Captain America: Civil War – Movie Review (no spoilers)

Directed by Anthony and Joe Russo

I’m not even going to list the characters because there are way too many. 
After a year and a half of anticipation, Captain America: Civil War is finally here, and it is absolutely phenomenal. 
After directing this movie’s predecessor, the Russo brothers are back, and they’re back to prove that they know exactly how to make a comic book movie.
I am going to talk about this movie based on the characters in it, because really, that’s how the story is shaped too. 
This is first and foremost a Captain America movie, and a sequel to The Winter Soldier. That beautifully complements the overall story and establishes Steve Rogers as a character. However, to talk about Steve Rogers, one really needs to consider two other characters, because these three characters really blend well to develop an overall arc.
James Barnes, or The Winter Soldier, makes his return from the previous film and is pivotal to the plot, and he has grown as a character. He is split, he is constantly at war with himself, he isn’t sure what he knows and doesn’t know… You can really feel for him. He makes Captain America in this movie because one of Rogers’ main viewpoints concerns him, and that inevitably makes the movie what it is.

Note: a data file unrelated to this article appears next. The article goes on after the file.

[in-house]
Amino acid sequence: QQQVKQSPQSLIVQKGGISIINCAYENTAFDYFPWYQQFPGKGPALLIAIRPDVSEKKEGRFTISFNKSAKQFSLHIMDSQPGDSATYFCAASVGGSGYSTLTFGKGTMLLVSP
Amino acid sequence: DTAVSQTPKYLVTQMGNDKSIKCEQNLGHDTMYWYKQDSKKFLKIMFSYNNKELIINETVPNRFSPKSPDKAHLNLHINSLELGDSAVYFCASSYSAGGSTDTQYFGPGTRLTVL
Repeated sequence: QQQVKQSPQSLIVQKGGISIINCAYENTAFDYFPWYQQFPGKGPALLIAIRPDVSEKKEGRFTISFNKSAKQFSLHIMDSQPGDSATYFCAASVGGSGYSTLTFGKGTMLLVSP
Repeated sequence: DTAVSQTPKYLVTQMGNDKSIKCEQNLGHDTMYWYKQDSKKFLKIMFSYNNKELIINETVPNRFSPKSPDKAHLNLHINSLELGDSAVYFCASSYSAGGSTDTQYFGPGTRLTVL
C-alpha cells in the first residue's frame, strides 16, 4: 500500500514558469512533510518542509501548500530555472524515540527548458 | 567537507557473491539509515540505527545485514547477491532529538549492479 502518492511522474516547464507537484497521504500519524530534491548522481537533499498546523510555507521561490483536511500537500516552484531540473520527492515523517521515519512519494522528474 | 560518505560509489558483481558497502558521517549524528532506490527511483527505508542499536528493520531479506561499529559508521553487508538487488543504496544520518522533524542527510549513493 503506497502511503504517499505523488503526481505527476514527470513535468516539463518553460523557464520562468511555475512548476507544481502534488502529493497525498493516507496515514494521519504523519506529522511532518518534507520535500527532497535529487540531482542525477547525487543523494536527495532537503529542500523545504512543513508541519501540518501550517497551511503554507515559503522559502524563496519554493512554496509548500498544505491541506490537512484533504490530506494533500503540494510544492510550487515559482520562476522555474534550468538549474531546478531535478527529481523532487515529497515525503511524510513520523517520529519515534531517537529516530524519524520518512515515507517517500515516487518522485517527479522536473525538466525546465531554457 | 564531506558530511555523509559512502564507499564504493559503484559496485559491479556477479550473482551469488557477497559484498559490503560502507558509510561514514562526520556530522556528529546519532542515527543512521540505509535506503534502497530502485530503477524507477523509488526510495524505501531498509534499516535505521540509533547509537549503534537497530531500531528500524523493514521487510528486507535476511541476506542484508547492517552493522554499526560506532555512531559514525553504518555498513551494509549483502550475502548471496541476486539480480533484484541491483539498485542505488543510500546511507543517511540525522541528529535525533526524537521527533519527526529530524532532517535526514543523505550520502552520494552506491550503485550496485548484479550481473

Tony Stark is the second character I am talking about, because his view contradicts Rogers’ in the scenario that they are presented with. But, and I cannot stress this enough, I felt like Tony Stark was a better character. I have never liked Tony Stark before in the whole Marvel Cinematic Universe timeline as much as I do now, and I love Tony Stark. I would have renamed this movie Iron Man: Civil War. Don’t get me wrong, Captain America was a brilliant character in this movie as well, but Tony Stark’s character and especially the way his character goes in the third act was simply brilliant.
Something happens involving both Carters in this movie, that seems a bit out of place, but if you see it with a more keen eye, that scene is something that is essential to the emotional weight of this movie.
Now, this movie has so many characters that it could have been a mess and some of the characters could have just been there for the sake of being there. That was not the case for any of the main characters. Not a single one. Scarlett Witch’s powers in this movie are expanded (not quite to her comic book scale yet) and she has her own, very important arc in this movie. She is very important indeed, and Elizabeth Olsen’s performance was much better than her part in Avengers: Age of Ultron. Paralleling her in some ways is Vision, who, like in the comic world, seems to be developing a very strong connection with Scarlett Witch, and in a literal sense, he is much more humanised than he previously was. Falcon and War Machine serve the same purpose on either side, but they are the best right hand men anyone could ask for. Ant-Man comes in very late, but something happens that blew his character out of proportions and gave him a very special moment. Black Widow is really in the background for this movie, but with good purpose. She could be argued as the most important character of the lot. Hawkeye also comes in late, and he is probably the weakest of the characters. That isn’t a bad thing though, because that is in comparison. He is still a good character.